(6:59 PM) AEN: this para to who? longchen?

(6:59 PM) Thusness: Therefore the unknowing referencing back to ‘Self as everything’ is indeed a very very subtle propensity of what Buddhism call the ‘bonds in 7th and 8th Consciousness’ in action. The egoic structure is still lingering there in consciousness. That is, it is not only true that the ‘sense of self is not the doer of action’ but the entire idea of ‘mine’, ‘I own’, is a wrong view.

(6:59 PM) AEN: phase 3 as in the article's phase 3?

(6:59 PM) AEN: oh

(6:59 PM) AEN: ur stage 3 and 4 experience?

(6:59 PM) Thusness: That is when a ‘thought arise’, it is not ‘mine thought’ or ‘your thought’, in fact any arising has no mine or I, but arising is due to our dharma nature according to conditionality, the experience of Dharmakaya.

(7:00 PM) Thusness: It is quite hard to express but there is in fact some truth about the 4 immeasurables of Bodhisattva path in relation to our nature and its relations with regards to the experience of higher bliss and liberation; but then I am not advocating as what Dharma Dan put it, to groom oneself into an altruistic superstar.

(7:00 PM) Thusness: If you encounter any blockage in your future experience, you may want to think along this line. It can help you break-through some karmic hindrances. My 2 cents. :)”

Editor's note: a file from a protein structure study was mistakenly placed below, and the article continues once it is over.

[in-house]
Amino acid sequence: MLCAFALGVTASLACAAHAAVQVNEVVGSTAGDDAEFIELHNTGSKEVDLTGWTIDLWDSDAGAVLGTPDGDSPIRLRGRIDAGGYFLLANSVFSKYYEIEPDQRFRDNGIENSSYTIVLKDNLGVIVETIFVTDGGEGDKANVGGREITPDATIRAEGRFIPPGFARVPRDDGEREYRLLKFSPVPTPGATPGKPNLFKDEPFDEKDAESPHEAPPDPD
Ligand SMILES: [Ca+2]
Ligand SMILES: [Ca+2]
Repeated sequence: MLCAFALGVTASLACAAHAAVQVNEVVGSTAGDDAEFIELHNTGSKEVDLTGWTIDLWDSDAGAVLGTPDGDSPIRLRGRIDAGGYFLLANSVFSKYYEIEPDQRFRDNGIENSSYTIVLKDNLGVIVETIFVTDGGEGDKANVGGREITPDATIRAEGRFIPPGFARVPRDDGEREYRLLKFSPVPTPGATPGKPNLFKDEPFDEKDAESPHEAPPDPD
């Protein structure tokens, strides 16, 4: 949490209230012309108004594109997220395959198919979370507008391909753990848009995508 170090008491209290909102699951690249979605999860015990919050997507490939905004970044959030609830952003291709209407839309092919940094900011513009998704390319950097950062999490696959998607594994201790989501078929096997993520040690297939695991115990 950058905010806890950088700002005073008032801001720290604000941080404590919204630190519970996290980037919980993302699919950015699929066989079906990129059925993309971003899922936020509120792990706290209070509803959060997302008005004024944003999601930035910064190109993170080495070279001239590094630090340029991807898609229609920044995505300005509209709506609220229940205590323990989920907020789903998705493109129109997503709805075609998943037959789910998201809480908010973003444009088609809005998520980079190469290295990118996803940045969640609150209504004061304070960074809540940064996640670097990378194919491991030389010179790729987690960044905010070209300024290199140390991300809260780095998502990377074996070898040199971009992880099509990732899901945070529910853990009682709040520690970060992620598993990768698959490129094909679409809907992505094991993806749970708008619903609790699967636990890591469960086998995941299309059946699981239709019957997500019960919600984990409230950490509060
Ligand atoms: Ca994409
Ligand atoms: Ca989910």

He also wrote to someone back then,

“For the purpose of discussion, you can treat as yes, that agent is gone, the 'bond' in consciousness that there is an agent is gone. But the “bond' of 'mine' is still lingering there in consciousness. Many mistaken that if

there is no ‘I', then there is no 'mine'? This is a logical deduction of the mind. Far from true in terms of practice. It has to do with how consciousness functions.”

A dharma friend of mine, Yin Ling once wrote:

“Just a sharing, and see if my xp resonates with others.

I receive a kind message asking about how I “see” my emotion world and thought world as opposed to others?

There is always a continuum of thoughts for this being and we are not privy to another’s thought, that is for sure.

So the person ask, does that not affect how the whole “no self” experience?

I gave that a serious contemplation this morning’s meditation and look into my xp.

I realise there is two parts of the no self insight.